Eg. There was a riot in the cinema / in work / in school.

So in is used here because the issue is about the location ( school, cinema or work ) itself.

One exception to the use of in and at is that : We use in, when the person is lodging at a place, and at, when the person is visiting.

Eg. ‘He’s in the hospital / in prison ’(meaning he is there as a patient / as a prisoner) ; ‘She is at the hospital / at the prison’ ( implying she is there as a visitor).

Preposition of Time is the second type of preposition. They are used to help in discussing a specific time period such as a date, day of a week or the actual time something takes place in a sentence. Just like place prepositions many different prepositions can be used to show time. These include at, on, in, till, before, around, about, since, within, during and for.

At as a time preposition is used to refer to clock ( precise) times as in:

‘The meeting is at 2 o’clock / at noon; and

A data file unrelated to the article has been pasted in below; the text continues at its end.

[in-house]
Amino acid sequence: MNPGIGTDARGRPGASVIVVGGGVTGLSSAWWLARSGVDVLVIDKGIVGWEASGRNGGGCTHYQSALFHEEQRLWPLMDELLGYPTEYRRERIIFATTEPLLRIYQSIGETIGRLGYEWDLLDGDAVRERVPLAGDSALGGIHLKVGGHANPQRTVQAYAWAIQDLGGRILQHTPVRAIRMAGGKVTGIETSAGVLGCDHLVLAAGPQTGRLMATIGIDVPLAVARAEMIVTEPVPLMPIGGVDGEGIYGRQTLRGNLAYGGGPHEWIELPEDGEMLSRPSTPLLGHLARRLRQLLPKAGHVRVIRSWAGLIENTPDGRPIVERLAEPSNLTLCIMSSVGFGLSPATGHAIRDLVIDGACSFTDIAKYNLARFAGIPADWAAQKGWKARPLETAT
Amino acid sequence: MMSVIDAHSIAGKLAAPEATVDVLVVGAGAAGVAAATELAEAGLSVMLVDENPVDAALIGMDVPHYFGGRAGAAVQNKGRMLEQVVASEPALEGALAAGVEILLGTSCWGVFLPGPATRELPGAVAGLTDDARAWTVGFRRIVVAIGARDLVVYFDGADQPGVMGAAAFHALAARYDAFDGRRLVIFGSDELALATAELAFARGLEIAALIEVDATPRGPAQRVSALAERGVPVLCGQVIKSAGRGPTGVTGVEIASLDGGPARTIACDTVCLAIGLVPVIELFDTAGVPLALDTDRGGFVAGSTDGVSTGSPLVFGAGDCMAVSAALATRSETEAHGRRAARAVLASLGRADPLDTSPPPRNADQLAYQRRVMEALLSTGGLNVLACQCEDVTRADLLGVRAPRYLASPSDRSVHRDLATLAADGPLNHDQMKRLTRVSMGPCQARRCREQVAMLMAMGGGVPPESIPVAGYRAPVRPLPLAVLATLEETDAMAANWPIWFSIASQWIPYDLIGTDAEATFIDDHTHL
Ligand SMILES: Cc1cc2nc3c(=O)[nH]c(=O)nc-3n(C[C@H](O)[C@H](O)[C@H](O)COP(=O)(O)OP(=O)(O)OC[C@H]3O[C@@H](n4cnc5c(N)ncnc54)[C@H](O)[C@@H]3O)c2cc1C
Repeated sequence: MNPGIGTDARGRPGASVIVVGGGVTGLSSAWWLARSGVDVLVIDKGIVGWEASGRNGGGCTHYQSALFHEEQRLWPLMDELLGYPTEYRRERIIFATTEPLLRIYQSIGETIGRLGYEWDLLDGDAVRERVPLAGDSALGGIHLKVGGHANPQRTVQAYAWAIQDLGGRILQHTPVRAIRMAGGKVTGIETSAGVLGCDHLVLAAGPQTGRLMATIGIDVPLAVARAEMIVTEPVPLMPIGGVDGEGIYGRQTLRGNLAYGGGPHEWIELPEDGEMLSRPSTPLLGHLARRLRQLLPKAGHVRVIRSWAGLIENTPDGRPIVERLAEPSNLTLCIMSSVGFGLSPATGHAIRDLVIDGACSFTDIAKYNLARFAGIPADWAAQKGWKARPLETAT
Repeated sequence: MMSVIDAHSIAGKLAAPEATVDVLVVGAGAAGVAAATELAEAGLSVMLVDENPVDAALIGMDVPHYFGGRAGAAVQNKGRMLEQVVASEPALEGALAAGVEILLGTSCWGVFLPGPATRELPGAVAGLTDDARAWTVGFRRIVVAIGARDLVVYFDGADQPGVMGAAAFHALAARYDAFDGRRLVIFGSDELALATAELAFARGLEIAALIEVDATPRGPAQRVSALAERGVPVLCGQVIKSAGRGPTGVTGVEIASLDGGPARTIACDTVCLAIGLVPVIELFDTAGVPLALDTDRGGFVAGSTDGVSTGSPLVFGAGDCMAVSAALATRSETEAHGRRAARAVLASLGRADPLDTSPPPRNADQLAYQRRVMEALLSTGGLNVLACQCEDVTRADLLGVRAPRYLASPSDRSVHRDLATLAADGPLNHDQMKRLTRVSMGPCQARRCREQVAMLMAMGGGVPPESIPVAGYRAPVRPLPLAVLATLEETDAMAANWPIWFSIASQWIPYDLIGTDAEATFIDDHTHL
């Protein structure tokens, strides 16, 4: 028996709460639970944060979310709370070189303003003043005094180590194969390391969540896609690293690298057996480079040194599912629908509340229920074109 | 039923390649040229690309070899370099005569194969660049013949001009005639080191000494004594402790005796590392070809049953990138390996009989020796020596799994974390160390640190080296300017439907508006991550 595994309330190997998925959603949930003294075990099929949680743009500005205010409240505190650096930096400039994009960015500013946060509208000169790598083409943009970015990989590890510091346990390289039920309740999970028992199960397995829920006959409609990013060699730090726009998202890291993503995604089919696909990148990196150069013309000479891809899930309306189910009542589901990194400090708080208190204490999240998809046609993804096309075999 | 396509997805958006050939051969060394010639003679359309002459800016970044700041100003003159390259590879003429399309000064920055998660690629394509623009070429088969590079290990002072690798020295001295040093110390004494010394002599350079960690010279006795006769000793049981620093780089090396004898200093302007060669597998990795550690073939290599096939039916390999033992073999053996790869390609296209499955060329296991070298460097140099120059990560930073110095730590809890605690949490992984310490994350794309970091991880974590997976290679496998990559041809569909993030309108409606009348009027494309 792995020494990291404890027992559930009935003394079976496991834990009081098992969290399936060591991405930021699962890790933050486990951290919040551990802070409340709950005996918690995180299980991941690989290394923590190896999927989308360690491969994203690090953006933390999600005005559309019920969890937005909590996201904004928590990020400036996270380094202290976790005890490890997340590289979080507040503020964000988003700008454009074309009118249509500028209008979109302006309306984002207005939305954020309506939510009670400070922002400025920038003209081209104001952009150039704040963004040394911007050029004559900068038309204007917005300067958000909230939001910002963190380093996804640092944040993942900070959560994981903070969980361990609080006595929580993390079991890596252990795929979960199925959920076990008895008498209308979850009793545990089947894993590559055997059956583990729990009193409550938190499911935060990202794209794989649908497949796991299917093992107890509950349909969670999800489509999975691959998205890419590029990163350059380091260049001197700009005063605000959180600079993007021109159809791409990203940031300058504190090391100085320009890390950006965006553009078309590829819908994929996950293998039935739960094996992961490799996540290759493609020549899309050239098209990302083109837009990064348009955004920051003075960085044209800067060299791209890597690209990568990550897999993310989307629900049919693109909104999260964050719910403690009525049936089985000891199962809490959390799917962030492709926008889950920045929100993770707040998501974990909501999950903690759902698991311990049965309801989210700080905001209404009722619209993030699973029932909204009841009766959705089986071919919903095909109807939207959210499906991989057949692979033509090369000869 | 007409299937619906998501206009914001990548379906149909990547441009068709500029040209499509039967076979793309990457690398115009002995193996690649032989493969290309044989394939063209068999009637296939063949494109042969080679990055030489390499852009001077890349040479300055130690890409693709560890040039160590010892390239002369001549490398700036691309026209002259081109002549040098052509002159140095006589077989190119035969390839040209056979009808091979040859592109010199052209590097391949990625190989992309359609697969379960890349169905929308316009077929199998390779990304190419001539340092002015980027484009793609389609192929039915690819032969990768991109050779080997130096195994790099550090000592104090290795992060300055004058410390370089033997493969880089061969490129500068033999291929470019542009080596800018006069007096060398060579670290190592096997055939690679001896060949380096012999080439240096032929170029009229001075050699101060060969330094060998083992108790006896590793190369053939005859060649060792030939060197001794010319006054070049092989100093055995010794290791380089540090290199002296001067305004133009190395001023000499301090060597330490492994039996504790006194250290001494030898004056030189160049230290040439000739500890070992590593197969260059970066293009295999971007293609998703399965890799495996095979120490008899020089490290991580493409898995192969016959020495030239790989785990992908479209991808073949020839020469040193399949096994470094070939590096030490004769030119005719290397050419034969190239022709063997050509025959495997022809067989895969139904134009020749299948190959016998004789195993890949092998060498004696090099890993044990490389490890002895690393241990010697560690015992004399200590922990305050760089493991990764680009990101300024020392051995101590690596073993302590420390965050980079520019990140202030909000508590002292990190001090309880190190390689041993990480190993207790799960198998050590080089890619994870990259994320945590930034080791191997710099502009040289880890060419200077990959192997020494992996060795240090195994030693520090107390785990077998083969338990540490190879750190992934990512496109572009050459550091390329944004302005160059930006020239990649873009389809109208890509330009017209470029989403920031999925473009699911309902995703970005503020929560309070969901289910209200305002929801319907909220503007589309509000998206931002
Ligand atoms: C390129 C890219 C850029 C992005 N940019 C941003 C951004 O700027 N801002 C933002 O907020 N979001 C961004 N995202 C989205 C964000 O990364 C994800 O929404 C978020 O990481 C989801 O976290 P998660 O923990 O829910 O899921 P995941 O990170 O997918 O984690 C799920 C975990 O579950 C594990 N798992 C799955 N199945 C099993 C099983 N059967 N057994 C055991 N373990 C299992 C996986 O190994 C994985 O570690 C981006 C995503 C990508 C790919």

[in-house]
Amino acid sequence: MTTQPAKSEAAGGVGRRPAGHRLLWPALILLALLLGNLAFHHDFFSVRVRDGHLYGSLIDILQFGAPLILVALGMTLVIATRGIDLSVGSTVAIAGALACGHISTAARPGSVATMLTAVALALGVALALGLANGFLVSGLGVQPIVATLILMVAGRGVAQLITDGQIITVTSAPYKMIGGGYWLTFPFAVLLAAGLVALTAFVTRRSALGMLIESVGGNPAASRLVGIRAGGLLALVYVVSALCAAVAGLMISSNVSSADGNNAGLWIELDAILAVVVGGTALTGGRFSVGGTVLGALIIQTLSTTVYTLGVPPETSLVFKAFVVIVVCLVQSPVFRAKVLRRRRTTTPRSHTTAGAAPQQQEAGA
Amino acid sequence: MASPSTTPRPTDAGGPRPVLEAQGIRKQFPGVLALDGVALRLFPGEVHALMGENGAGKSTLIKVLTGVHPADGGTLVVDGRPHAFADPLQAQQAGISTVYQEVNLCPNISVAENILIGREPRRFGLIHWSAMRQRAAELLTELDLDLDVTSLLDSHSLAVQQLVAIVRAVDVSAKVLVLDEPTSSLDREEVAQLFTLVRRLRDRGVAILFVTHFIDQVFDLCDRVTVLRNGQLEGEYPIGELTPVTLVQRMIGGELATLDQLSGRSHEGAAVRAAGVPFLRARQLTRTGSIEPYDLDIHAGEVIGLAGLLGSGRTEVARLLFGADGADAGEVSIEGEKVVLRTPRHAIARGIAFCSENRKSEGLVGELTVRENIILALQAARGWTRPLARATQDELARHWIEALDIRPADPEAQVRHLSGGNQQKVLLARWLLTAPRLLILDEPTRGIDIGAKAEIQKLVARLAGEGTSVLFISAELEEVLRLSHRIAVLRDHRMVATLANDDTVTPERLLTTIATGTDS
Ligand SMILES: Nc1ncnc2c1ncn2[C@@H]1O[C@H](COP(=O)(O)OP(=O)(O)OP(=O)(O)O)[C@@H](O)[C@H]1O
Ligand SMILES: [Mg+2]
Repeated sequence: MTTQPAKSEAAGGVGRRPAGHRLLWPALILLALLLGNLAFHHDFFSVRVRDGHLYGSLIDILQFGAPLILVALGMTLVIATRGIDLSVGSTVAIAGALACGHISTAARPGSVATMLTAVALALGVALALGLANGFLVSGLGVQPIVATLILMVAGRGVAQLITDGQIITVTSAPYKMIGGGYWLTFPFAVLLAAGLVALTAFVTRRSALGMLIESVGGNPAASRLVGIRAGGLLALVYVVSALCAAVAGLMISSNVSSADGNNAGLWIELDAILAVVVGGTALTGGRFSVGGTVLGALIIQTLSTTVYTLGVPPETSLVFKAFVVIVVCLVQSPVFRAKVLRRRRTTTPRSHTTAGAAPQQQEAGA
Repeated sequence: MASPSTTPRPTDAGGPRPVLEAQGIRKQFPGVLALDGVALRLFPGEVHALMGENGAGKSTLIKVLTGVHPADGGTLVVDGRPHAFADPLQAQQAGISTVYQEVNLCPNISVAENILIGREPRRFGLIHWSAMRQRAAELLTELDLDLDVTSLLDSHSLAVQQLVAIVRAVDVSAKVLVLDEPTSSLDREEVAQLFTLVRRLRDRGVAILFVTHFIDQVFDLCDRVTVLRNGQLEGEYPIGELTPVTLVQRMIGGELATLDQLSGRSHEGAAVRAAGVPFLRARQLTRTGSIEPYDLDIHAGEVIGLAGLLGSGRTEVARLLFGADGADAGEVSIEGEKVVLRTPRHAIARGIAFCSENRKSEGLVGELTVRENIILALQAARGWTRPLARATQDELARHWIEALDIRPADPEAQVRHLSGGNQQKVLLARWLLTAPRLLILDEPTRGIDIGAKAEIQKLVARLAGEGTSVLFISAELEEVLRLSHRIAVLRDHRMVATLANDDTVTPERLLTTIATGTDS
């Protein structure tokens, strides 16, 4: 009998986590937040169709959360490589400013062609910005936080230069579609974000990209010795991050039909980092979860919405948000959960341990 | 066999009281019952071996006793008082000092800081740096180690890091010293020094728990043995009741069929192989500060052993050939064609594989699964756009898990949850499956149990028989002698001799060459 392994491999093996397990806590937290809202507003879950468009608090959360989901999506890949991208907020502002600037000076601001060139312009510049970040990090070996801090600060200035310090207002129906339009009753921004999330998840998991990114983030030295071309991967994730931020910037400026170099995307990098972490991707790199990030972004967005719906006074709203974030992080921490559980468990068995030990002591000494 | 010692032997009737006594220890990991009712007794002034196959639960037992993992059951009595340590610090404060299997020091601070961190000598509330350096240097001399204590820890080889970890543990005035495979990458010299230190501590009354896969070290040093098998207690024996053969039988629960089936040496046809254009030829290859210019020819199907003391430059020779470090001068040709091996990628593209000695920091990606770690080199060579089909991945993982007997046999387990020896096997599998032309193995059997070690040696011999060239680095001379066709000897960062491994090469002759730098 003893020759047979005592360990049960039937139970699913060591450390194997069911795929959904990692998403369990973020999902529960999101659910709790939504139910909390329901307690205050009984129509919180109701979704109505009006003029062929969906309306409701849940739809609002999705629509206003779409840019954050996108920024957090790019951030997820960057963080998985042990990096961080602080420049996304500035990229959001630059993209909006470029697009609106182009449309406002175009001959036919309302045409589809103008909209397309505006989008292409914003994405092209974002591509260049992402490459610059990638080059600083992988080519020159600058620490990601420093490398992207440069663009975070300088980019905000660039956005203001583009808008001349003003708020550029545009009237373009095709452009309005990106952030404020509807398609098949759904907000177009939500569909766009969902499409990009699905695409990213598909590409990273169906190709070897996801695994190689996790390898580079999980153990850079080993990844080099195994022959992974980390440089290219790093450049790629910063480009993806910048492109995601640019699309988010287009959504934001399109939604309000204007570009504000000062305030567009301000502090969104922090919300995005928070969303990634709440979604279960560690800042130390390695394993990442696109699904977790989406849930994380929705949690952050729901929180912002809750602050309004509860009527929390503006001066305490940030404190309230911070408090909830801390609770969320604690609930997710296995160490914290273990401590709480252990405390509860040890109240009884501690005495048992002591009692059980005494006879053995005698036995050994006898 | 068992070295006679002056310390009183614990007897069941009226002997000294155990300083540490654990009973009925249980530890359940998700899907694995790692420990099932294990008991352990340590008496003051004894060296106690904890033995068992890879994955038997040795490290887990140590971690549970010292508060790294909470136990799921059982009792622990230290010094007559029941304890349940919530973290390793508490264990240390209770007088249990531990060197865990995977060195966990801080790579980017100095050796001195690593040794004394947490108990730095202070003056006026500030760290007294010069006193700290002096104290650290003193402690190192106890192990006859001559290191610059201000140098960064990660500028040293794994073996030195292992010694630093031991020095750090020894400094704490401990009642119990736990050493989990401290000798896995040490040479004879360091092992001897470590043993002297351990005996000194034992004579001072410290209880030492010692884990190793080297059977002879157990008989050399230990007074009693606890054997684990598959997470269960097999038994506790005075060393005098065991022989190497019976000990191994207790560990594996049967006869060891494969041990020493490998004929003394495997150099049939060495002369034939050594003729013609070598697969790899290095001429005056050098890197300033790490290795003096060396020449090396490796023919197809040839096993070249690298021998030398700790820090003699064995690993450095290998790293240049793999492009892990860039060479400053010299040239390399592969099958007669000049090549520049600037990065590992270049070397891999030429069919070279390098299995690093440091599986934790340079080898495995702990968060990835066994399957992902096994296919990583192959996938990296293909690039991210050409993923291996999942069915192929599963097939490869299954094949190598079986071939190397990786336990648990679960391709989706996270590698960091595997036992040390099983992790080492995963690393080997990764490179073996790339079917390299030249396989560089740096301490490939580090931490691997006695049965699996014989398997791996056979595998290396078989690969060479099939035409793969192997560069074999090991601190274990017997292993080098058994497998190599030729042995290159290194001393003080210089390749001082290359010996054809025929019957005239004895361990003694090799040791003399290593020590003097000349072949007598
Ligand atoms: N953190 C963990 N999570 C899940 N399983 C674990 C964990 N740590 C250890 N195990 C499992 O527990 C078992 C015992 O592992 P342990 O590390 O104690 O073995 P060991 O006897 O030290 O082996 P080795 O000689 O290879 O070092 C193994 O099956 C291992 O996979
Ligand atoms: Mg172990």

for holidays and festivals, as in:

‘We will sing at Christmas / at the musical festival’.

At is also used with other specific time frames such as:

‘I am busy at the moment (this present time); at night ( during the night); at the weekend (during the weekend); or at that moment (during that time).

On is used to discuss certain days of the week, specific dates and special days.

Such as;

‘They will meet on thursday / on the 7th of November / on New Year’s day.’

In is used to discuss months, seasons, years, centuries, general times of the day and longer periods of time. We can have: